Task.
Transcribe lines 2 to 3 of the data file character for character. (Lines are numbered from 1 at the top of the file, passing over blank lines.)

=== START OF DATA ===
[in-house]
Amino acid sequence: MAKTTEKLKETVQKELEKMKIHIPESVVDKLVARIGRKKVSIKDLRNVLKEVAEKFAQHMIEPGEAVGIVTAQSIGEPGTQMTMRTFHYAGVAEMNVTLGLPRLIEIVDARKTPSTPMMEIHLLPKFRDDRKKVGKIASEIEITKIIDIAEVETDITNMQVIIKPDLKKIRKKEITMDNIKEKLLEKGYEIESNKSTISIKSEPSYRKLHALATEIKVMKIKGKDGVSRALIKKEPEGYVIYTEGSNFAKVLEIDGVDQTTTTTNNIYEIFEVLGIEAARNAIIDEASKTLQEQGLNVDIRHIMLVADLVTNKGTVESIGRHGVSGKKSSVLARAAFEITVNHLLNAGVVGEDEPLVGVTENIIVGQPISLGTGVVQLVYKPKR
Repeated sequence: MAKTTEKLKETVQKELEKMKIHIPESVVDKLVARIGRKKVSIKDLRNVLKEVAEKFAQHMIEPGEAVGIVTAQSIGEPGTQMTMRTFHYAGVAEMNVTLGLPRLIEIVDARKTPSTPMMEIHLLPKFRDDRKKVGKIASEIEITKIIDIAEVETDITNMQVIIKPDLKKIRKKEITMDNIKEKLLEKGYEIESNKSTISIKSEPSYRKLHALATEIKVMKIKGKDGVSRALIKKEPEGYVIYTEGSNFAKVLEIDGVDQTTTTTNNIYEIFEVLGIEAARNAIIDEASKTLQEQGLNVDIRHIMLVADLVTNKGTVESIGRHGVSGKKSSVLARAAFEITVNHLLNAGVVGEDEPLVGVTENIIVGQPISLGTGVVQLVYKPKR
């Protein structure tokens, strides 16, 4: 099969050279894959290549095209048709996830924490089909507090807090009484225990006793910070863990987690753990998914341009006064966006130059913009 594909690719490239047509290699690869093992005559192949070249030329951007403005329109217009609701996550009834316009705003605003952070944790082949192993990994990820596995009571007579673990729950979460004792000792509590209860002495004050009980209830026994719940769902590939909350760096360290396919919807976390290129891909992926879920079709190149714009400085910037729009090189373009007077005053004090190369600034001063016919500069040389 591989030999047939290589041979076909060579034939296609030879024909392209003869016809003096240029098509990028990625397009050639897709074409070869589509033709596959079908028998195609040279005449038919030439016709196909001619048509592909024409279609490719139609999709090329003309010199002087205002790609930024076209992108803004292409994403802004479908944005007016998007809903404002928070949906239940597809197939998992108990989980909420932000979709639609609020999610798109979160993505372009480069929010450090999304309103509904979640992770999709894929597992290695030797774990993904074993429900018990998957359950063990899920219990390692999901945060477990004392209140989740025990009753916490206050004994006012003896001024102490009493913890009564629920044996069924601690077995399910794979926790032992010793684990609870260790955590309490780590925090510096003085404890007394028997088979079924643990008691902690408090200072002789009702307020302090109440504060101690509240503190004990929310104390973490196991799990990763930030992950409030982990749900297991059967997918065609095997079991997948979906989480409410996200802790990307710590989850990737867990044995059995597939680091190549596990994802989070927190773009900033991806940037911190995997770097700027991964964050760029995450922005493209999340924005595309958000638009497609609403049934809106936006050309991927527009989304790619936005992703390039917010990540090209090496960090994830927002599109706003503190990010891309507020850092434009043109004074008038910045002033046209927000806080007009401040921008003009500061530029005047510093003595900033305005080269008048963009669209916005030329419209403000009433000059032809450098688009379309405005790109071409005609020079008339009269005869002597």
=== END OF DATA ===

Amino acid sequence: MAKTTEKLKETVQKELEKMKIHIPESVVDKLVARIGRKKVSIKDLRNVLKEVAEKFAQHMIEPGEAVGIVTAQSIGEPGTQMTMRTFHYAGVAEMNVTLGLPRLIEIVDARKTPSTPMMEIHLLPKFRDDRKKVGKIASEIEITKIIDIAEVETDITNMQVIIKPDLKKIRKKEITMDNIKEKLLEKGYEIESNKSTISIKSEPSYRKLHALATEIKVMKIKGKDGVSRALIKKEPEGYVIYTEGSNFAKVLEIDGVDQTTTTTNNIYEIFEVLGIEAARNAIIDEASKTLQEQGLNVDIRHIMLVADLVTNKGTVESIGRHGVSGKKSSVLARAAFEITVNHLLNAGVVGEDEPLVGVTENIIVGQPISLGTGVVQLVYKPKR
Repeated sequence: MAKTTEKLKETVQKELEKMKIHIPESVVDKLVARIGRKKVSIKDLRNVLKEVAEKFAQHMIEPGEAVGIVTAQSIGEPGTQMTMRTFHYAGVAEMNVTLGLPRLIEIVDARKTPSTPMMEIHLLPKFRDDRKKVGKIASEIEITKIIDIAEVETDITNMQVIIKPDLKKIRKKEITMDNIKEKLLEKGYEIESNKSTISIKSEPSYRKLHALATEIKVMKIKGKDGVSRALIKKEPEGYVIYTEGSNFAKVLEIDGVDQTTTTTNNIYEIFEVLGIEAARNAIIDEASKTLQEQGLNVDIRHIMLVADLVTNKGTVESIGRHGVSGKKSSVLARAAFEITVNHLLNAGVVGEDEPLVGVTENIIVGQPISLGTGVVQLVYKPKR